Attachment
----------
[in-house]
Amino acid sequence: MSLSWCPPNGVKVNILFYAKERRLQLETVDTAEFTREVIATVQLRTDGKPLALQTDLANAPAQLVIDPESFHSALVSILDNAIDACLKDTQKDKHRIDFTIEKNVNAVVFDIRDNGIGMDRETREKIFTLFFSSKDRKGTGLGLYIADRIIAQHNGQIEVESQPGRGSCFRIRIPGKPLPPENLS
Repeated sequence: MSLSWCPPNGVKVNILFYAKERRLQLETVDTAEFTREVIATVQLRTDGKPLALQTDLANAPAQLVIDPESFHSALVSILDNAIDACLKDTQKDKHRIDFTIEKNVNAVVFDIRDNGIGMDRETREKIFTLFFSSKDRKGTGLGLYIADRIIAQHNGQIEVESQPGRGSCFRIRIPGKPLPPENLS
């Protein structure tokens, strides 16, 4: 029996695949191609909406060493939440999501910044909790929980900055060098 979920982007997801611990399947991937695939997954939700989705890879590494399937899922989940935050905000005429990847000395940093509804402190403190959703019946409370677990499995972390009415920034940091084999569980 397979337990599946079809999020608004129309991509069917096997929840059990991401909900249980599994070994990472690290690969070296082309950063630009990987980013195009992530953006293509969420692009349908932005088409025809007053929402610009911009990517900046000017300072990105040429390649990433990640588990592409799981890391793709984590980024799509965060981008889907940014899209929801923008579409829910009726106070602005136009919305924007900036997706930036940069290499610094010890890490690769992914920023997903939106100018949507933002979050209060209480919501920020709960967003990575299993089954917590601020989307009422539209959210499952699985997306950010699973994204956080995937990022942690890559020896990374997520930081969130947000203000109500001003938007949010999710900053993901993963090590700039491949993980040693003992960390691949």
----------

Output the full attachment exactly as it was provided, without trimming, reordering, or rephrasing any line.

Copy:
[in-house]
Amino acid sequence: MSLSWCPPNGVKVNILFYAKERRLQLETVDTAEFTREVIATVQLRTDGKPLALQTDLANAPAQLVIDPESFHSALVSILDNAIDACLKDTQKDKHRIDFTIEKNVNAVVFDIRDNGIGMDRETREKIFTLFFSSKDRKGTGLGLYIADRIIAQHNGQIEVESQPGRGSCFRIRIPGKPLPPENLS
Repeated sequence: MSLSWCPPNGVKVNILFYAKERRLQLETVDTAEFTREVIATVQLRTDGKPLALQTDLANAPAQLVIDPESFHSALVSILDNAIDACLKDTQKDKHRIDFTIEKNVNAVVFDIRDNGIGMDRETREKIFTLFFSSKDRKGTGLGLYIADRIIAQHNGQIEVESQPGRGSCFRIRIPGKPLPPENLS
């Protein structure tokens, strides 16, 4: 029996695949191609909406060493939440999501910044909790929980900055060098 979920982007997801611990399947991937695939997954939700989705890879590494399937899922989940935050905000005429990847000395940093509804402190403190959703019946409370677990499995972390009415920034940091084999569980 397979337990599946079809999020608004129309991509069917096997929840059990991401909900249980599994070994990472690290690969070296082309950063630009990987980013195009992530953006293509969420692009349908932005088409025809007053929402610009911009990517900046000017300072990105040429390649990433990640588990592409799981890391793709984590980024799509965060981008889907940014899209929801923008579409829910009726106070602005136009919305924007900036997706930036940069290499610094010890890490690769992914920023997903939106100018949507933002979050209060209480919501920020709960967003990575299993089954917590601020989307009422539209959210499952699985997306950010699973994204956080995937990022942690890559020896990374997520930081969130947000203000109500001003938007949010999710900053993901993963090590700039491949993980040693003992960390691949």